The Department of Community and Cultural Affairs pulled through with their promise to bring back the grandeur of the annual Flame Tree Arts Festival but improvements are still well on the way.
The DCCA pulled out all the stops to make the 37th Annual Flame Tree Arts Festival as great as they possibly could. The over $80,000 production was nothing short of extravagant with live video from start to finish for all four days, over 80 booths, and participation of artists from Saipan, Tinian, Guam, and more.
Even though the festival was the largest Flame Tree Arts Festival seen in a long while, DCCA Secretary Robert Hunter has plans for further improvement.
“We still have a ways to go…this was wonderful and this was a step in the right direction but like I said, we have already been talking about major changes to next year’s festival…there’s much more we want to do,” he said.
The biggest improvement DCCA is working on for next year’s Flame Tree Arts Festival is working on securing permanent festival grounds.
“What we really need is a permanent festival site…so we don’t need to keep taking in and out all these logistical stuff like the stages and tents because it costs a fortune and it all comes down in a couple of days,” he said.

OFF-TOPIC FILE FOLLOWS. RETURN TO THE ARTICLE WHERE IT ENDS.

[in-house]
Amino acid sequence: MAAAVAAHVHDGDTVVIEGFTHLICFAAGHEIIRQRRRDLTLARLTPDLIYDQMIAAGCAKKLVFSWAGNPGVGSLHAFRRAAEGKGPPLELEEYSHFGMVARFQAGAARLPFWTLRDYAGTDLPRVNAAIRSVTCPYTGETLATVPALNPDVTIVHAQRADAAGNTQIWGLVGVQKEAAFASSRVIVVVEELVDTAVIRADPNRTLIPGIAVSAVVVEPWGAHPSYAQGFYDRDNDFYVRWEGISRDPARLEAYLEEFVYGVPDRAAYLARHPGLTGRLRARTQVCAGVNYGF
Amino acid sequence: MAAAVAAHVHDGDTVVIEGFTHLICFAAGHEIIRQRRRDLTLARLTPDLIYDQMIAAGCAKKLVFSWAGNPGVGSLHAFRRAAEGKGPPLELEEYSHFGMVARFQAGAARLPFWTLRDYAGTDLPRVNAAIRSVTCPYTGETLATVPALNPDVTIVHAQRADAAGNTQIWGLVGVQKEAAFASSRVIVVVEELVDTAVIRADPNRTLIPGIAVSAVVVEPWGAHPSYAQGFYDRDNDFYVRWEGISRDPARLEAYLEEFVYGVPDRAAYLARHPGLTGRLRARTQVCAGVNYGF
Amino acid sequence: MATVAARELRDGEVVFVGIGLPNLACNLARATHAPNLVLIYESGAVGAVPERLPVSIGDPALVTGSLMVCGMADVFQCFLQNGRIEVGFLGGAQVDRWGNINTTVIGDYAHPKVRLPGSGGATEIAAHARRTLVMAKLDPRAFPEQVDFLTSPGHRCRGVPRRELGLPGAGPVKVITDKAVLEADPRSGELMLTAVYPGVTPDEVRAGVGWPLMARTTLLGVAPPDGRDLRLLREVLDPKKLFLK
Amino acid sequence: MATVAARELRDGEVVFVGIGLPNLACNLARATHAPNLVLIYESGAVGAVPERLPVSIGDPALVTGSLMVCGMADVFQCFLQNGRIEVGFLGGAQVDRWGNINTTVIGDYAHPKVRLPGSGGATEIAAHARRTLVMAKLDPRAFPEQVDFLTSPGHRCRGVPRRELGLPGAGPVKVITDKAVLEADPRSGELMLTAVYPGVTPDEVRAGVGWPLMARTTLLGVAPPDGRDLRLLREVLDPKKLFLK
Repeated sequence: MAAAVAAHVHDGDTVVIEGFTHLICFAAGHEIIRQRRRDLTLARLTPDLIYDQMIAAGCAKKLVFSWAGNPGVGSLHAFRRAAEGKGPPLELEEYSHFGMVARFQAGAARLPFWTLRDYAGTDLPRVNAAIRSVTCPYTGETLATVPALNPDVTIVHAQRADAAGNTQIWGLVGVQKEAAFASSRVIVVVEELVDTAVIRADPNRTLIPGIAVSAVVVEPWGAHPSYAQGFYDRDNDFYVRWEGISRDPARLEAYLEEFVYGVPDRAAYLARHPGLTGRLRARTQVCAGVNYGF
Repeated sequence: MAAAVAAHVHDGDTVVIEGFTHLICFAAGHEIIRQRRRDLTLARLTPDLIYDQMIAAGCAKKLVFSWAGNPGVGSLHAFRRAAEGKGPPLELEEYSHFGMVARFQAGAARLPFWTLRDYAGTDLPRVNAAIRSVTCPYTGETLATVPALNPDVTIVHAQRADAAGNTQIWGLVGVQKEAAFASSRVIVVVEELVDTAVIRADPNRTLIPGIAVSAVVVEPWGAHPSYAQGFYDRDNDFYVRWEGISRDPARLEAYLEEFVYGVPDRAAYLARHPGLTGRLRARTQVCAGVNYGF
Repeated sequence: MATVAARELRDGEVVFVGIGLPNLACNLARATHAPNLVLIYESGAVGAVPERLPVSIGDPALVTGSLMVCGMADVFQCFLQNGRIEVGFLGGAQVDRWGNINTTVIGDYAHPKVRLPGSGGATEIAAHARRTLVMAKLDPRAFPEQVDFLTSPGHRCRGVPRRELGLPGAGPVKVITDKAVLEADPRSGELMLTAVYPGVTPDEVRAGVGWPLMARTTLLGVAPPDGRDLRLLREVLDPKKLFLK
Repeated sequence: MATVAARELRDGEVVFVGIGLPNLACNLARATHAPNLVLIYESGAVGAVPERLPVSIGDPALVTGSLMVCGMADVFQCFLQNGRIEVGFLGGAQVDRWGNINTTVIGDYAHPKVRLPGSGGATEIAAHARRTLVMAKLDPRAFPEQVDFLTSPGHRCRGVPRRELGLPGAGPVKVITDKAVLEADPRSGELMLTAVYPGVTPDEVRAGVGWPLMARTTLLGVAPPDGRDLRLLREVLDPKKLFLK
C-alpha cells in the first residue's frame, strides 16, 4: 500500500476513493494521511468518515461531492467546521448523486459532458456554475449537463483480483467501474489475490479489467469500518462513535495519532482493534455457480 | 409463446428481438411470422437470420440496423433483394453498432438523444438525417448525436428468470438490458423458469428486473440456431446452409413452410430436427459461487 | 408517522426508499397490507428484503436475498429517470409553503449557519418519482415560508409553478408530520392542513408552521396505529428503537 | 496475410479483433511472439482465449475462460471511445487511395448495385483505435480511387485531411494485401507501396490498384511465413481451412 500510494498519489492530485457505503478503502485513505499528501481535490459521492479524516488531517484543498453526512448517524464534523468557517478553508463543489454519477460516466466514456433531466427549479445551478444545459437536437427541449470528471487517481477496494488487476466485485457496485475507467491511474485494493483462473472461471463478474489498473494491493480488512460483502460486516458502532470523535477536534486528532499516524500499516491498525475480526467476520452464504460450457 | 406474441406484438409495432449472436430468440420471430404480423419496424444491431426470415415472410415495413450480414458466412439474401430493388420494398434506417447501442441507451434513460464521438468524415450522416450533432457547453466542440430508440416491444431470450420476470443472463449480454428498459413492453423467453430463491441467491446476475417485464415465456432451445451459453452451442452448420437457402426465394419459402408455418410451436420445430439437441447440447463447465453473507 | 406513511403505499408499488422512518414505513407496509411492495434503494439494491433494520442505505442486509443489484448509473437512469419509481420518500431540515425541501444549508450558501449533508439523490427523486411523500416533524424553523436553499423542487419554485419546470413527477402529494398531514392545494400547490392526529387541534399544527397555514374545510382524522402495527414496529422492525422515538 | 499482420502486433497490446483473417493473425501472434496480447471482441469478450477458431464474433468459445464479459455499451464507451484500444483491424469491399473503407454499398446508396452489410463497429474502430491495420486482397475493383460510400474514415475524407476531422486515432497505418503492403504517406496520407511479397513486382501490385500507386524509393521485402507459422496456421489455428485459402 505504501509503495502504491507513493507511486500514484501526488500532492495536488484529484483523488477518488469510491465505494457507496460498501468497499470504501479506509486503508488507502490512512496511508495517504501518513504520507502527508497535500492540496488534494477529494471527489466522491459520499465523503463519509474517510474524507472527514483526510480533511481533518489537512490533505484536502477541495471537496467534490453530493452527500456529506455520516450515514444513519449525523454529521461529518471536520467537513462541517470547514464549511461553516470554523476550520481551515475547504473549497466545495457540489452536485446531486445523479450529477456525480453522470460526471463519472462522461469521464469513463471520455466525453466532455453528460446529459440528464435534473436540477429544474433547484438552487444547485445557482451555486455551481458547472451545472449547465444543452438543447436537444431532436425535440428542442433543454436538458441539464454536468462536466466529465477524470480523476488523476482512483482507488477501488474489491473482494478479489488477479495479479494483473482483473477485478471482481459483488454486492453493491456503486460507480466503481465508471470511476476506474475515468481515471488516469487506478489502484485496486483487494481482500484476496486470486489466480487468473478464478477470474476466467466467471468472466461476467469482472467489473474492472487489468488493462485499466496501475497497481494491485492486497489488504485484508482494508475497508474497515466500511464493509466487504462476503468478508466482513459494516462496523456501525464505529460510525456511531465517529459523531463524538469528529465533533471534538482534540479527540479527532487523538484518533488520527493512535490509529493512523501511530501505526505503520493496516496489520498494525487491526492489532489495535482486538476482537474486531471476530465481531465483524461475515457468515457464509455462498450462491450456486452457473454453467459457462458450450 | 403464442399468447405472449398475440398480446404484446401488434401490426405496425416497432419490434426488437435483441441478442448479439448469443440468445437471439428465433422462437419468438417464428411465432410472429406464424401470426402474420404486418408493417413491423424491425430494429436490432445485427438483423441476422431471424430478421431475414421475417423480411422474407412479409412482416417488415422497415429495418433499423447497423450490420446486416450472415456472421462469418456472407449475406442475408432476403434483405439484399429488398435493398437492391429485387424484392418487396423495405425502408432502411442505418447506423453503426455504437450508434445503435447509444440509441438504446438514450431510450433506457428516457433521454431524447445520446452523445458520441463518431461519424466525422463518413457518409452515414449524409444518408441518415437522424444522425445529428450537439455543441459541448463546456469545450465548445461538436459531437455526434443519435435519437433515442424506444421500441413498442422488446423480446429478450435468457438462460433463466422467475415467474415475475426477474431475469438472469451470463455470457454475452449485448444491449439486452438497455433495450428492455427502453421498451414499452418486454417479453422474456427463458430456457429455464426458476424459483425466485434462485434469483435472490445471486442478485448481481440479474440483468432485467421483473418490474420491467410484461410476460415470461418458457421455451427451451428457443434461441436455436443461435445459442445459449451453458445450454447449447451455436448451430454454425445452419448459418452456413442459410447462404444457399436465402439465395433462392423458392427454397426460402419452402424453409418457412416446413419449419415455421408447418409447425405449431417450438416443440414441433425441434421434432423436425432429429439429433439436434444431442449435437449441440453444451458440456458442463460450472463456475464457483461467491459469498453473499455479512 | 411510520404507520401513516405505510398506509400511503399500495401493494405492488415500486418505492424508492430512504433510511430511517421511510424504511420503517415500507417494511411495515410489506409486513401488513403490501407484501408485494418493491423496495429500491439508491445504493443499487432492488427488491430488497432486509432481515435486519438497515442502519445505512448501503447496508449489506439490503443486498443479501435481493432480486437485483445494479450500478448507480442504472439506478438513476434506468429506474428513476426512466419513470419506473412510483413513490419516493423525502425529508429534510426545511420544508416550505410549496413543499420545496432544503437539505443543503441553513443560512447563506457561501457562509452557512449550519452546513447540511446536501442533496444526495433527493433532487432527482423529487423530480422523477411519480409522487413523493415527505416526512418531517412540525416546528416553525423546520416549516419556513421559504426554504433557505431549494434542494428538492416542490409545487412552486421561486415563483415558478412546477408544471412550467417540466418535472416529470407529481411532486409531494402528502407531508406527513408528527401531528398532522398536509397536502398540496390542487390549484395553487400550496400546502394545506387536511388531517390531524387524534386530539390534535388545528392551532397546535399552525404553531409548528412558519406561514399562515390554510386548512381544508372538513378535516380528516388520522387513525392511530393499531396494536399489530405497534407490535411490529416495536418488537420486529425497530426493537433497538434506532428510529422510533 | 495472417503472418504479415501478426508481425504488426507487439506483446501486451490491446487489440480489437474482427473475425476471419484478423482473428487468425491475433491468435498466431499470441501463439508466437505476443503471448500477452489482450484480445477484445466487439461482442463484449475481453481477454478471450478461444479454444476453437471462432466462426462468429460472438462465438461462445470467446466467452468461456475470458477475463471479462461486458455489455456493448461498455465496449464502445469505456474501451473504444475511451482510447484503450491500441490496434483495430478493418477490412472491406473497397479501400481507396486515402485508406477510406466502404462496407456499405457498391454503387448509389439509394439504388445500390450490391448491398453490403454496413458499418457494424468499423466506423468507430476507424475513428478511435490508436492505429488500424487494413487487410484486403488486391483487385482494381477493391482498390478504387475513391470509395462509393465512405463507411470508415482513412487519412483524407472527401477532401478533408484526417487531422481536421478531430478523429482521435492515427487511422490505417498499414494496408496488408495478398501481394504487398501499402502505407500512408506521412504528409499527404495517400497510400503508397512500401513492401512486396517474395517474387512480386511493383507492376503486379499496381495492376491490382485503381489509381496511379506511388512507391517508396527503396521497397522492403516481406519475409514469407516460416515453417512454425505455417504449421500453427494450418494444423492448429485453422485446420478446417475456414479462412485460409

Aside from cutting down on costs, permanent festival grounds can open up doors for more festivals in the CNMI both for artists to showcase their work and as a tourist destination.
Hunter said he has already started scouting possible areas to establish permanent festival grounds but he has his eye on the Civic Center.
“We want a site that is by the beach because of the canoes…so right off the bat this [Civic Center] seems like a good site. The design of it…it seems kind of perfect here…it’s a natural first choice,” he said.
When asked if it’s possible to take Civic Center and make it a permanent festival site, Hunter said that anything is possible.
“But we’ve got to talk to Parks and Recs [Recreation], Department of Public Lands, and all the people who have investments here [Civic Center] but I think it is time…” he said.
Hunter said it is the perfect time to establish a permanent festival site due to the bill that was recently passed to exempt local artists from paying taxes.
“We just had this tax incentive bill for artists so it would be great to have permanent booths along here where they can go and work and people can stop by…tourists and residents alike,” he said.
The Flame Tree Arts Festival ended on Sunday and gathered over 1,000 community members every night for the past four nights.